Sub-Zero Temperatures Have Farmers Worried About Wheat Crop | KCUR

Sub-Zero Temperatures Have Farmers Worried About Wheat Crop

Jan 6, 2014

A dusting of snow covers a winter wheat crop.
Credit couleewinds / Flickr--CC

In parts of Kansas, forecasts of biting cold temperatures with lows five or ten degrees below zero has farmers worried about the wheat crop that’s in the ground.

Hard red winter wheat is the most common wheat variety grown in the United States. It’s often used to make bread. Planted in the fall, it lays dormant underground in the winter months. It’s hardy. But bitter cold temperatures for a few consecutive days can lower the temperature of the soil to dangerous levels.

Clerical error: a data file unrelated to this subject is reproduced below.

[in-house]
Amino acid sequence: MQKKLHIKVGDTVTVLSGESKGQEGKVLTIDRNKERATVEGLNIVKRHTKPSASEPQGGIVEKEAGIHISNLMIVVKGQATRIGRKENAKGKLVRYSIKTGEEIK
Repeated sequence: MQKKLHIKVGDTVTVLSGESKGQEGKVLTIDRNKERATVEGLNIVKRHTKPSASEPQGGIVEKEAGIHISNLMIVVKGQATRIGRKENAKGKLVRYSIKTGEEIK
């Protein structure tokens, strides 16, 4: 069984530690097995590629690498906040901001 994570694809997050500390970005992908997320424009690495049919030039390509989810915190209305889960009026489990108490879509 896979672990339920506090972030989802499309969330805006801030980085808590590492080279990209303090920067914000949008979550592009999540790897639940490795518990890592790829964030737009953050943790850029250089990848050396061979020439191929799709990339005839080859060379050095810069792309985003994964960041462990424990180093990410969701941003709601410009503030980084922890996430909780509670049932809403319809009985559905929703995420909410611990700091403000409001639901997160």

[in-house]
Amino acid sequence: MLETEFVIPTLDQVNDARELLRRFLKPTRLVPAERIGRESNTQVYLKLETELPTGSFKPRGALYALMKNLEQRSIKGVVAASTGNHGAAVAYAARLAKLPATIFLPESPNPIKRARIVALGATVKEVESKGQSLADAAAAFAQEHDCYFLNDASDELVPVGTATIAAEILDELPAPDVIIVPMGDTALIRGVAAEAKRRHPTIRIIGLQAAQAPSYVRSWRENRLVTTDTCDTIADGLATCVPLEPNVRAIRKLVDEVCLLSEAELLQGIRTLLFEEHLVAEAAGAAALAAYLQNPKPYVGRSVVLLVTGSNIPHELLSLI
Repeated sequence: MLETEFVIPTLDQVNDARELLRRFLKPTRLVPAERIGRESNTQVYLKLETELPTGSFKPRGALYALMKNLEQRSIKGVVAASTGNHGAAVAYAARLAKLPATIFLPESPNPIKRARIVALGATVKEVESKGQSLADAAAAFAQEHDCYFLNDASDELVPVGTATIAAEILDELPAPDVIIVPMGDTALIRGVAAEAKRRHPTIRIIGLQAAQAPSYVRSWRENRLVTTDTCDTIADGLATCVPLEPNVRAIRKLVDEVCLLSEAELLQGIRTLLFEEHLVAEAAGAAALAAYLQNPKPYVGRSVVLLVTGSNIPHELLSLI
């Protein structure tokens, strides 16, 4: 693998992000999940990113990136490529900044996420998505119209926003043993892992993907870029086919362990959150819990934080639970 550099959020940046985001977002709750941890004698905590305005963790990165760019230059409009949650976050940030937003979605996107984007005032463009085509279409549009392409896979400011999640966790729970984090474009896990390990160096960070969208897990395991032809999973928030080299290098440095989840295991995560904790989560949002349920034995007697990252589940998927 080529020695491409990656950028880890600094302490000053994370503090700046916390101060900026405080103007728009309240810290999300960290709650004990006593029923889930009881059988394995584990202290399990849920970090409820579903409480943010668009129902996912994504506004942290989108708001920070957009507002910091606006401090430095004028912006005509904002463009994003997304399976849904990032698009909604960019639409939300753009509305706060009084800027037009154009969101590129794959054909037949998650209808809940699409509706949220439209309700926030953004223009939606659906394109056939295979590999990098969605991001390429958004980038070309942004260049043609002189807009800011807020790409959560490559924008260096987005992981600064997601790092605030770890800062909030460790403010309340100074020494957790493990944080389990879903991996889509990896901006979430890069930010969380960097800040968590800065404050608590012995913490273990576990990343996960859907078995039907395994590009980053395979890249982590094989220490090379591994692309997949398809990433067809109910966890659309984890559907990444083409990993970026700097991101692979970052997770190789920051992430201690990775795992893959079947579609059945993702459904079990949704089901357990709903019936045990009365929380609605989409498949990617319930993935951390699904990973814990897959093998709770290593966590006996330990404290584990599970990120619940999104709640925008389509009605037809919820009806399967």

Kansas State Extension agronomist Jim Shroyer says the crop is especially at-risk in fields without snow cover.

“If the soils are dry and it gets really cold it drops those soil temperatures into the single digits and I can pretty much guarantee you there will be some damage. Now, whether it’s widespread or not remains to be seen,” says Shroyer.

Farmers will have to wait weeks to know if their crops were affected.